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Kids Are Not the Problem (Part II)

Updated: Apr 23, 2019

By Linda Sheridan, 2019.03.22

Reading graffiti writing in dugouts, caverns and back alleyways, I discovered definitive phrases such as, "people don’t love you," "beat your kids with love,” as well as tributes to friends like, "Miss you Holmes." "Sorrow" could be found everywhere, and powerful exclamations like, "this is not a mistake" made claim to their self-worth, in essence saying, "I am not a mistake." Clever comments such as, “Sorry about your wall," and “Stop making stupid people famous” also stood out.

This tremendous undaunting need to express themselves against the oppressive feeling of innuendo and aggressive attacks leaves the viewer speechless, as well as breathless. It’s not the environment—it’s the projection that robs any individual of their dignity. And yet too many times, well-meaning adults will look to the parenting of youth and the starkness of poverty as that which triggers youth to commit crimes or enact undesirable behaviors. Nothing truly worthwhile can happen without seeing the innate value of oneself.

Certainly, the experiences youth encounter during adolescent development powerfully affect their sense of self but not nearly as strongly as the projection of titles used on youth such as “disadvantaged,” “at risk,” “troublesome,” “deprived,” “under-served,” “impoverished,” etc. What is left for youth with these burdens but to take what is not theirs, if only to compensate for having less than what evidently is normal for other youth.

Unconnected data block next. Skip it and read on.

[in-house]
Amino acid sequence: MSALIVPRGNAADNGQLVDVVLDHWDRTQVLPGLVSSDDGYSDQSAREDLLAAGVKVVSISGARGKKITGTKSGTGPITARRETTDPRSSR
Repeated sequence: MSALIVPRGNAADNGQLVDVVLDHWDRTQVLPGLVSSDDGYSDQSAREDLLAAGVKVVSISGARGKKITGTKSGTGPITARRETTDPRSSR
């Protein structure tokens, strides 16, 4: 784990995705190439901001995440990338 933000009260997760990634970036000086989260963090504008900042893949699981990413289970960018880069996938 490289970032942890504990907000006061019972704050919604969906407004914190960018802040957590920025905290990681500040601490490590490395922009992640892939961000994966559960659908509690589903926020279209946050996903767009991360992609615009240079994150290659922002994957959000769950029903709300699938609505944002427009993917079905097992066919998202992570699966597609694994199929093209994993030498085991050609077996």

Before training these youth for a specific trade or job skill, SDCAA has learned that if we help them connect to the value of who they are, they readily discover the gift they hold, and their path seems to unfold before them. The momentum from this discovery naturally propels these teens forward without pushing or cajoling.

An example: four years ago, a young man was working on a self-portrait in one of our classes, drawing away when I happened to cruise by. I asked him, “After you graduate from high school what do you plan for your life?” He answered that he would join his dad and be a plumber. Fast forward to today—he is still showing up for our after-school graffiti class, and he informs me that not only is he graduating from high school this year but he's signed up with the military to get a college education. He intends to become an FBI agent. There’s not a thing wrong with being a plumber. God knows they are extremely important and earn great incomes. But his new goal of becoming an FBI agent is proof that he expanded his horizons beyond the sole path he previously believed was open to him.

From this experience I have become more adamant in developing our program to begin by asking ourselves, “Who are these kids? What can we learn about them?” It has proven to be the strongest way to support them in realizing the gem that they are, and that their gift is a gift to all of us.

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